An axiomatic approach to Kolmogorov complexity based on Blum axioms (Blum 1967) was introduced by Mark Burgin in the paper presented for publication by Andrey Kolmogorov (Burgin 1982).

Basic results

In the following discussion, let K(s) be the complexity of the string s.

It is not hard to see that the minimal description of a string cannot be too much larger than the string itself - the program GenerateFixedString above that outputs s is a fixed amount larger than s.

Theorem: There is a constant c such that

s. K(s) ≤ |s| + c.

Incomputability of Kolmogorov complexity

Theorem: There exist strings of arbitrary large Kolmogorov complexity. Formally: for each n ∈ ℕ, there is a string s with K(s) ≥ n.[note 1]

Proof: Otherwise all infinitely many possible strings could be generated by the finitely many[note 2] programs with a complexity below n bits.

Theorem: K is not a computable function. In other words, there is no program which takes a string s as input and produces the integer K(s) as output.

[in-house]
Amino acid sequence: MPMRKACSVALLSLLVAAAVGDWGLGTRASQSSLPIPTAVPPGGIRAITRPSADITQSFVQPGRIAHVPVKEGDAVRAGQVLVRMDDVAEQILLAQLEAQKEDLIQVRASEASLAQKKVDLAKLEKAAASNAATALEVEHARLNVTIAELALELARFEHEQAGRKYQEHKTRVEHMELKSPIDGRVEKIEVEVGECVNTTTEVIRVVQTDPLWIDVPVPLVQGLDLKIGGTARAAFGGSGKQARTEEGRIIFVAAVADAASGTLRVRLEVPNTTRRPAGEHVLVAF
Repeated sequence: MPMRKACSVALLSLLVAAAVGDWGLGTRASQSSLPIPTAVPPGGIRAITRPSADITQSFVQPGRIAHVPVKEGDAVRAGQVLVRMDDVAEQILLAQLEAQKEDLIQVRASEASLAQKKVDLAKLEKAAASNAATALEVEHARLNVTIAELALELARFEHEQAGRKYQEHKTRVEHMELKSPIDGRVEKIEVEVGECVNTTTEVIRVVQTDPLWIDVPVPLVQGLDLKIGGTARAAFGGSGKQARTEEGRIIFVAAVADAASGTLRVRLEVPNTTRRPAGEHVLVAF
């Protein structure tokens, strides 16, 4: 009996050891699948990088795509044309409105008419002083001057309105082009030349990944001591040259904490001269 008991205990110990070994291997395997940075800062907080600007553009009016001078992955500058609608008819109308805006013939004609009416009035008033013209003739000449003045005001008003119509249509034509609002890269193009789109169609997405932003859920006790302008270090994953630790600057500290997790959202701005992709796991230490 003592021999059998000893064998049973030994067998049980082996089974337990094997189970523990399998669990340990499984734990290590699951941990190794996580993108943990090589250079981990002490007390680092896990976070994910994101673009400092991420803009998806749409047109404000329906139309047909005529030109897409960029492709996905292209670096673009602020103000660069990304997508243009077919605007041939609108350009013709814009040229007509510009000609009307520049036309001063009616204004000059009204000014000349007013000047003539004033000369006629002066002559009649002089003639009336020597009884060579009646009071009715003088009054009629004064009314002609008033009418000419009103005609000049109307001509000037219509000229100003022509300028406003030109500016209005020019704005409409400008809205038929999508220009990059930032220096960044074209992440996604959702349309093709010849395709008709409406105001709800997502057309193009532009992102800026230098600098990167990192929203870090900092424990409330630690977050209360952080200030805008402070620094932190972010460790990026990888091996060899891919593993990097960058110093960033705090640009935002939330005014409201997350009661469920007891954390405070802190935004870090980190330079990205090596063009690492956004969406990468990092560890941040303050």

The following indirect proof uses a simple Pascal-like language to denote programs; for sake of proof simplicity assume its description (i.e. an interpreter) to have a length of 1'400'000 bits. Assume for contradiction there is a program

function KolmogorovComplexity(string s)

which takes as input a string s and returns K(s); for sake of proof simplicity, assume its length to be 7'000'000'000 bits. Now, consider the following program of length 1'288 bits:

function GenerateComplexString()
for i = 1 to infinity:
for each string s of length exactly i
if KolmogorovComplexity(s) >= 8000000000
return s

Using KolmogorovComplexity as a subroutine, the program tries every string, starting with the shortest, until it returns a string with Kolmogorov complexity at least 8'000'000'000 bits,[note 3] i.e. a string that cannot be produced by any program shorter than 8'000'000'000 bits. However, the overall length of the above program that produced s is only 7'001'401'288 bits,[note 4] which is a contradiction. (If the code of KolmogorovComplexity is shorter, the contradiction remains. If it is longer, the constant used in GenerateComplexString can always be changed appropriately.)